New Twist in Decaf: It’s In the Bean!

Water and chemical methods of reducing caffeine from coffee beans have challenged scientists and engineers for more than a century, and the most winning result is the water method for reducing caffeine, oftentimes up to 97%. However, even this gentle method dilutes the inherent flavor characteristics in the bean that come from the fats and oils which tend to be flushed away in this process and more so in chemical decaffeination. What’s a coffee producer to do? Well, some of the best coffee producers in the world have decided to grow a better bean, one that naturally contains lower amounts of caffeine. One new bean claims only 1% caffeine, and most of the others say their beans have at least half of the caffeine of regular coffee beans. In a $2 billion niche of the humungous coffee industry, this is not only big news, it’s big business in the making.

November 19, 2008

Water and chemical methods of reducing caffeine from coffee beans have challenged scientists and engineers for more than a century, and the most winning result is the water method for reducing caffeine, oftentimes up to 97%. However, even this gentle method dilutes the inherent flavor characteristics in the bean that come from the fats and oils which tend to be flushed away in this process and more so in chemical decaffeination. What’s a coffee producer to do? Well, some of the best coffee producers in the world have decided to grow a better bean, one that naturally contains lower amounts of caffeine. One new bean claims only 1% caffeine, and most of the others say their beans have at least half of the caffeine of regular coffee beans.

In a $2 billion niche of the humungous coffee industry, this is not only big news, it’s big business in the making.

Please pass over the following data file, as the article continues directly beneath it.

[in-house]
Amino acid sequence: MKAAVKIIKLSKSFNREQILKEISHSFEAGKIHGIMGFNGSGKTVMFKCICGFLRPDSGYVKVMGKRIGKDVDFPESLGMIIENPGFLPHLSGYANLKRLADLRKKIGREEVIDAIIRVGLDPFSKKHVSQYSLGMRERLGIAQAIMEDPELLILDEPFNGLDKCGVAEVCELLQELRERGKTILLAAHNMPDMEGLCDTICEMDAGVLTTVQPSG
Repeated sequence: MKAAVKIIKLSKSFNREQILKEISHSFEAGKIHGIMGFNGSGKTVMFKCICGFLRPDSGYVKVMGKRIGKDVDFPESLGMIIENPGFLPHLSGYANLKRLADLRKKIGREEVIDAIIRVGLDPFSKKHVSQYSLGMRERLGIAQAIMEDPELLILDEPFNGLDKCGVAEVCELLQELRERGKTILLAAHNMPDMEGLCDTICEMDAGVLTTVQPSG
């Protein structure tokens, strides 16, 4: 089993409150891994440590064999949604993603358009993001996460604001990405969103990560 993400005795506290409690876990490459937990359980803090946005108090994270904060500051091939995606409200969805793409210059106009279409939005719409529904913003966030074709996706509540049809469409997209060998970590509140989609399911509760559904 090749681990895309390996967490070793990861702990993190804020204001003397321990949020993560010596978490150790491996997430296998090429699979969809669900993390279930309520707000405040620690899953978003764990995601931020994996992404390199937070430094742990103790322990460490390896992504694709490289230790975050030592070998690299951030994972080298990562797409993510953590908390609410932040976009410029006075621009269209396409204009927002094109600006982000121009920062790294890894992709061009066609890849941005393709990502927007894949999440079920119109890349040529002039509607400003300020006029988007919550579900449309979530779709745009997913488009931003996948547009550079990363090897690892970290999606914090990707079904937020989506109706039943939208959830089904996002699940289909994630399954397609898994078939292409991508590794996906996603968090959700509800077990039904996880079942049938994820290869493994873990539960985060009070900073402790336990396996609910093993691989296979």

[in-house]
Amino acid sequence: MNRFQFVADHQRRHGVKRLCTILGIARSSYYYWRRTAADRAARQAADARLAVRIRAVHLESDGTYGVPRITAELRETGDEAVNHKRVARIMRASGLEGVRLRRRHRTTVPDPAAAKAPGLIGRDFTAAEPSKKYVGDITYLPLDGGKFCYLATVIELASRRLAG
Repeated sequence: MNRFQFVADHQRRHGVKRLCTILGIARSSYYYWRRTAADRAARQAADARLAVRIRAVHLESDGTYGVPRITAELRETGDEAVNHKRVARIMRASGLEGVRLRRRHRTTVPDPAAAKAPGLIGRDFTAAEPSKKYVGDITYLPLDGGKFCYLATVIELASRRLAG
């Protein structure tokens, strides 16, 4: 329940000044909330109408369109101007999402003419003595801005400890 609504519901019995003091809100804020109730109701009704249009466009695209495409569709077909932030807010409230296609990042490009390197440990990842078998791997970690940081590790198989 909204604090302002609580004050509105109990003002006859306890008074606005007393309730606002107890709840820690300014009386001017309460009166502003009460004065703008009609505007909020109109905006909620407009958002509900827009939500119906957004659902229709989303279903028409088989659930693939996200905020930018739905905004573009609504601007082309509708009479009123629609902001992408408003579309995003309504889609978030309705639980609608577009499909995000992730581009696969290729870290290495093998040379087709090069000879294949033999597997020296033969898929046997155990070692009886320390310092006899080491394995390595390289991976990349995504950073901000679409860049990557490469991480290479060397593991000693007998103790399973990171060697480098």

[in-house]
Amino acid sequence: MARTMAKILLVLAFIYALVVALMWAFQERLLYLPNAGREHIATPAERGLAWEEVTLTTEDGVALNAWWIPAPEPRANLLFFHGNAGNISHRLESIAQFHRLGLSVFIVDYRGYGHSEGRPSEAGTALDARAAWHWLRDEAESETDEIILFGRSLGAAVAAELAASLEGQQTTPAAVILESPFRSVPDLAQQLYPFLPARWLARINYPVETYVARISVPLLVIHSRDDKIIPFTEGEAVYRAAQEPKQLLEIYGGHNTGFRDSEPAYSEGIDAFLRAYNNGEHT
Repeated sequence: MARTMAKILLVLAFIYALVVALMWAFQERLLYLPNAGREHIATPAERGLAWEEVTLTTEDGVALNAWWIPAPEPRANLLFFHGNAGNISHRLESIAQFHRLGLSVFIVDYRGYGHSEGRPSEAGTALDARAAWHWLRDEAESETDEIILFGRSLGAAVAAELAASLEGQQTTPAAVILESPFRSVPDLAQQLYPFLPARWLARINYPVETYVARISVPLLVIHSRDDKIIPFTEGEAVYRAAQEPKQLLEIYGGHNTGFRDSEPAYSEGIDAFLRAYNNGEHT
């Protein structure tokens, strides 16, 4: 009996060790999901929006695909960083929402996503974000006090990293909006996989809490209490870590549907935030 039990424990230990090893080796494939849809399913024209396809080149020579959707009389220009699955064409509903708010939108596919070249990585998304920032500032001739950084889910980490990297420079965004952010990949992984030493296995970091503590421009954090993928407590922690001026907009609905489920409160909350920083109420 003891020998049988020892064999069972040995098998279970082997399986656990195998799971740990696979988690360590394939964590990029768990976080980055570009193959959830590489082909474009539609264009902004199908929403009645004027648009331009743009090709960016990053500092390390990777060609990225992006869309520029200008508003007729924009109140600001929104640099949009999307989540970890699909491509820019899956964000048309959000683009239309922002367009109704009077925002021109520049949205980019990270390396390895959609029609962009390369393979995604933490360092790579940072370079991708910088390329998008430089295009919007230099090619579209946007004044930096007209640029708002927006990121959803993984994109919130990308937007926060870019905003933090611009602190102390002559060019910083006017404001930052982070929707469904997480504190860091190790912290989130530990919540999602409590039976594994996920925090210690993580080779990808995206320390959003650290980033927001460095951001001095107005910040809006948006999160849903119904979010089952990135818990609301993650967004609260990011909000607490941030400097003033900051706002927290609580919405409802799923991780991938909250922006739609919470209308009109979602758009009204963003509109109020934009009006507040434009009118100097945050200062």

Results in preliminary taste testing have been mixed, especially for those who relish the full complexity and layered flavor profile of fully caffeinated coffee. Yet, some of these were remarkable in their fresh juicy coffee flavor. The venerable Japanese firm, UCC Ueshima Coffee Co., Ltd. has been in business for 75 years, making it a baby in Japan’s more than 400 years of coffee drinking history. UCC grows its low caffeine beans, branded as Bourbon Pointu (for its elongated shape and pointed end) on the isle of Réunion, off the coast of Madagascar. There, in support of French partners, and a cooperative of farmers, it grows an Arabica varietal similar to Coffea Laurina, the most popular low-caffeine bean varietal.  The result is a rich intensely flavorful bean with fruity overtones from beans with few if any defects. This rare bean, which hasn’t been grown or exported for more than 60 years, dates to the 18th century and is considered by many in the coffee industry as more significant than any other; its cost reflects that, too: $300 per pound. Its web site does have English translation, but US retail outlets are not yet available but distributors promise that it will be soon. www.ucc.co.jp

Dedicated to coffee for only two decades, the Brazilian firm, Daterra Coffee, uses an offshoot of an Ethiopian Caffea Arabica long known for its naturally low caffeine. The producers say its Arabica Coffee’s Opus 1 Exotic contains only 1% caffeine which is being marketed to roasters of specialty coffee. It is not genetically modified, grown with organic composting, and is Rainforest Alliance certified. It is currently available to wholesalers and roasters.

The most prominent name among these new coffees is Illycaffé which introduced its low-caffeine espresso last month. Called Idillyum, it has been nearly 20 years in the making when the company first began experimenting with the Laurina varietal of Arabica beans. After dismal tests in Brazil, the company moved the test plants to El Salvador and the results greatly improved. The blend of nine coffees, it has 0.7% caffeine content with an intense acidic flavor. Idillyum is sold in capsules for the company’s Metodo Iperespresso, wherever Illycaffé products are sold. 

The Laurina, which resembles a Christmas tree, is also part of the success story in Costa Rica where the highly-esteemed Doka Estate has planted this varietal at high elevations (5,000+ ft.) on its Santa Eduviges Plantation, a fixture for nearly 50 years. The results are a complex cup with excellent body and mouth feel. Both Caribou Coffee and Peet’s Coffee & Tea offer limited supplies. It will be available soon on its website, www.dokaestate.com
 

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